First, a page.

T&E’s number 1 is Florence. Another city from the 1973 Euro-thon. I loved Florence, and remember standing on the Ponte Vecchio and thinking ‘these Italians sure know how to live.’ Even with limited funds, we lived well for a few days in Florence, mostly living off of prosciutto and melon – the first time I had this scrumptious delight. When I figure out that Tuscany tour, I shall return.

Meanwhile, whattsamatta with Berlin? London? Copenhagen? Guess Travel and Leisure readers have a bias towards places in the sun. (How did Edinburgh sneak in there?) Nonetheless, for a city girl, Europhile, list lover, thinking through the list gave this armchair traveler a good deal of pleasure. And makes me want to go somewhere. Next week, if not tomorrow…

Wednesday, October 10, 2018

City Girl, Europhile edition (Part One)

I’m a city girl. Always have been, always will be. My idea of a great vacation is going to a city. Mostly in Europe, but I’ve traveled extensively throughout the US as well. But I’m a major-league Europhile, so I was interested in a recent Travel and Leisure article that ranked the top European cities to visit. (I think the cities were voted by the mags readership.)

15th place went to Budapest. A number of years ago, my husband and I spent a few days there on a trip that included Prague. I found it very interesting, right down to the bullet holes from the Hungarian Revolution of 1956 – or were they from WWII? I liked hanging out in the cafés along the Corso, drinking voros bor (that’s red wine to those of you who don’t have two words of Hungarian; those are mine) and even spending a bit of time in the Café Europa – a real throwback to what I imagine hangouts were like before the war. (Pick a war, any war.) I remember the goulash was delish. Margaret Island was lovely. And our hotel looked out on the Chain Bridge that crosses the Danube and connects Buda and Pest. I can’t remember exactly when I was there – late 1990’s? early 2000’s? – and I’m too lazy to dig up an old passport. But it was during Hungary’s transition to a market economy, and they actually had a Dunkin’ Donuts there. Unfortunately, they’ve since transitioned to a right-wing nationalist form of government. Glad I got there once, but have not desire to return.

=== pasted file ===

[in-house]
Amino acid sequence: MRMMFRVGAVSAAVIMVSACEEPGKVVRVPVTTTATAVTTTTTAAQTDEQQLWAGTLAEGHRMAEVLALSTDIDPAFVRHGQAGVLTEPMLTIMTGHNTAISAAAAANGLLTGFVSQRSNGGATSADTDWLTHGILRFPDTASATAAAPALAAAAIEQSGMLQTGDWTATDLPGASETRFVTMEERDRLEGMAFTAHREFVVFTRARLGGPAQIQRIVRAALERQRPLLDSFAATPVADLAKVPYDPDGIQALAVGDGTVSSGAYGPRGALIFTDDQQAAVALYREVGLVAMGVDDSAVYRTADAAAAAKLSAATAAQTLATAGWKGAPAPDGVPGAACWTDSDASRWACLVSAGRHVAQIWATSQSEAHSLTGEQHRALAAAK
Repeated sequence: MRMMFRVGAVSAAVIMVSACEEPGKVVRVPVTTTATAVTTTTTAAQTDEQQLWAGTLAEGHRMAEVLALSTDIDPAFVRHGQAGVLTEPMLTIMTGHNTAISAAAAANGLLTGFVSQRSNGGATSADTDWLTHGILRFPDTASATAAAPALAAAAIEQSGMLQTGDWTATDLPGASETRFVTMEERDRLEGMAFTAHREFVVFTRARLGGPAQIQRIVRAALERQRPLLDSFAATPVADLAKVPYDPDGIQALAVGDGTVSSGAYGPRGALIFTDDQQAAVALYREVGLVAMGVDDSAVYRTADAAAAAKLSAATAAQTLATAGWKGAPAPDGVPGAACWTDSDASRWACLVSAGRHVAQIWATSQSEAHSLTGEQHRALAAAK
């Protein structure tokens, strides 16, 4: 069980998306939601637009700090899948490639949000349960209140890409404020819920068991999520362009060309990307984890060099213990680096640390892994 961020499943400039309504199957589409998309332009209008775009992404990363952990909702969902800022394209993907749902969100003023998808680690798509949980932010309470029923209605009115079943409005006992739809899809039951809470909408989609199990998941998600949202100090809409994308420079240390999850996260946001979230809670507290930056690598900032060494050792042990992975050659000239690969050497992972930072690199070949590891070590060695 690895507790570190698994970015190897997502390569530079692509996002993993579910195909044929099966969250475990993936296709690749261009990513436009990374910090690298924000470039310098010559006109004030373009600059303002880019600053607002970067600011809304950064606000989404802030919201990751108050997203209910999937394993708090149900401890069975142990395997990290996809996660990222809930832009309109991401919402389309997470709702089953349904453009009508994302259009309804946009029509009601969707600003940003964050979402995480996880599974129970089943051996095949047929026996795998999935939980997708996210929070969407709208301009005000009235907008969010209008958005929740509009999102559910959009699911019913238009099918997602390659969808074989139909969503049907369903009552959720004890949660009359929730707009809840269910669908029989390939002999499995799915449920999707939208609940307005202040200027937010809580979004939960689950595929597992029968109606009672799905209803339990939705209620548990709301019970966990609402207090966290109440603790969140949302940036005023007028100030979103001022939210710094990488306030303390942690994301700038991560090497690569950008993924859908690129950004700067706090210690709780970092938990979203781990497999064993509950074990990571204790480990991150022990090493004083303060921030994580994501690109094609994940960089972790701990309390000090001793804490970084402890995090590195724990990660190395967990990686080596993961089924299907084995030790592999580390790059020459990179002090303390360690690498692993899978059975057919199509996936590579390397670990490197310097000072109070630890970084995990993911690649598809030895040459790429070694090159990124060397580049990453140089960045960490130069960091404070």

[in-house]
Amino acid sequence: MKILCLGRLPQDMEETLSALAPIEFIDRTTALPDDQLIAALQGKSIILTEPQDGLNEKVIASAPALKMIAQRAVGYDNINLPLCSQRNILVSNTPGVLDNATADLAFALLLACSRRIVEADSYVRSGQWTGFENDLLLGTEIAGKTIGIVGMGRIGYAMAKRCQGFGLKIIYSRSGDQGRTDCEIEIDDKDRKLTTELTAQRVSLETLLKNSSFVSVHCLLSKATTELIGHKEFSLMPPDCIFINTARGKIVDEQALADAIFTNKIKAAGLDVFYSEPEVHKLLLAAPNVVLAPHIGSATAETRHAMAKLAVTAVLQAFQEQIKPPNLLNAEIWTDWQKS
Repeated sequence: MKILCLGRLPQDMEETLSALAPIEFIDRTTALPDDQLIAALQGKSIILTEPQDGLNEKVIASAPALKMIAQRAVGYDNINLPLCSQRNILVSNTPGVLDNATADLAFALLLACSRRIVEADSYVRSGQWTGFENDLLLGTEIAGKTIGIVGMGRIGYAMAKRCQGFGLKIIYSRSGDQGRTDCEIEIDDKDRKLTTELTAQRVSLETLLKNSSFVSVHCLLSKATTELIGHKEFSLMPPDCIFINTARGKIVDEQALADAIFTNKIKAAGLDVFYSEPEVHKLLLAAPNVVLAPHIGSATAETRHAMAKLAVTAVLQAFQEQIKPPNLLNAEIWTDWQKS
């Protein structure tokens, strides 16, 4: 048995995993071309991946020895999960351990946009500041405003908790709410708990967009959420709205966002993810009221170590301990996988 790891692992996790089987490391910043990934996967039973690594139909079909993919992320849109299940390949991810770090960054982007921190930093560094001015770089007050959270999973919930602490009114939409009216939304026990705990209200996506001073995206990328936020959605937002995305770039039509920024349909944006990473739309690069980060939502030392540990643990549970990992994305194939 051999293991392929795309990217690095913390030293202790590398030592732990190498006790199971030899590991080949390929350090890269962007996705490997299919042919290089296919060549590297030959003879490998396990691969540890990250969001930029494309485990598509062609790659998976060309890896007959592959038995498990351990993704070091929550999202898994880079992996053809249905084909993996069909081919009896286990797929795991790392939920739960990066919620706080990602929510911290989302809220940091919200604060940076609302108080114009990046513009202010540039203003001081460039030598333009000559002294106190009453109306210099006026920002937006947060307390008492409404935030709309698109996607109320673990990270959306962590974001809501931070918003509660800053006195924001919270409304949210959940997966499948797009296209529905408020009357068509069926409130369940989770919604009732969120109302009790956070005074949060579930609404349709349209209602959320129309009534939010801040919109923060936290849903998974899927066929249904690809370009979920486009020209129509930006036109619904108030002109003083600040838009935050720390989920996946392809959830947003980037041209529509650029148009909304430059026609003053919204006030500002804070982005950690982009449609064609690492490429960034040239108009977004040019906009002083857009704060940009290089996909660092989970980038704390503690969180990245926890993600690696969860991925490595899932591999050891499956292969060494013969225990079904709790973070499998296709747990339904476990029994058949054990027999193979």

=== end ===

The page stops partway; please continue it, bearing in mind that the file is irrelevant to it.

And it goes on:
Prague (Number 14), on the other hand, I completely loved. We landed there, exhausted, in the middle of a ferocious rainstorm. We decided to do dinner in the top floor of our hotel. (A very nice one – best breakfast spread I’ve ever seen in my life. I still remember the sour cherries, Napoleons and champagne.) While we were eating, the rain stopped and the sun came out, just in time for sunset. The skies were purple and the sun brought out the ochre, orange and gold in all the old buildings. I believe that Prague was considered an open city. In any case, it wasn’t destroyed during WWII and all those beautiful old baroque churches and castles remain intact. Pure magic. The food wasn’t much, but did we love walking around this city. And taking their excellent subway, which cost about five cents and was far more modern than public transpo in the US. I can still hear the stations being announced: Mustek…I.P. Pavlova. The only downside of taking the the subway was the fact that, at least back then, not many Czechs used deodorant. While in Prague, I felt very European, especially when I was asked for directions once in German. (Despite having next to no German, I was actually able to help these folks out.) I was also asked something in Czech, which I had nary a word of, beyond thank you. The woman got quite annoyed that I didn’t understand here. Despite her pissiness, we much liked Prague and returned for a second time.

Edinburgh came out 13th. I first visited Edinburgh in 1973, and remember little about it other than the castle looming over the city, and that it was dark, cold and gloomy. Not so fast forward to 2015, when I went again. This was a year after my husband died, and I was meeting up there with my sister Trish and her family for a few days. I went a few days early, the first pleasure trip I’d ever taken on my own. I’d been on plenty of solo business trips, and some of those had included a day of sightseeing. But this was my first on-my-own vacation junket. The castle still loomed over the city, but it was bright and sunny. The museums were great. I took a day-tour of the Highlands. (Corny but excellent.) And, once my sister and her family arrived to bolster my nerve, tried haggis. My Edinburgh regret is that I didn’t buy a Harris tweed pocketbook. I thought I’d be able to get one at the Edinburgh Airport, but shopping-wise, Edinburgh Airport is no Shannon. There wasn’t much there on offer.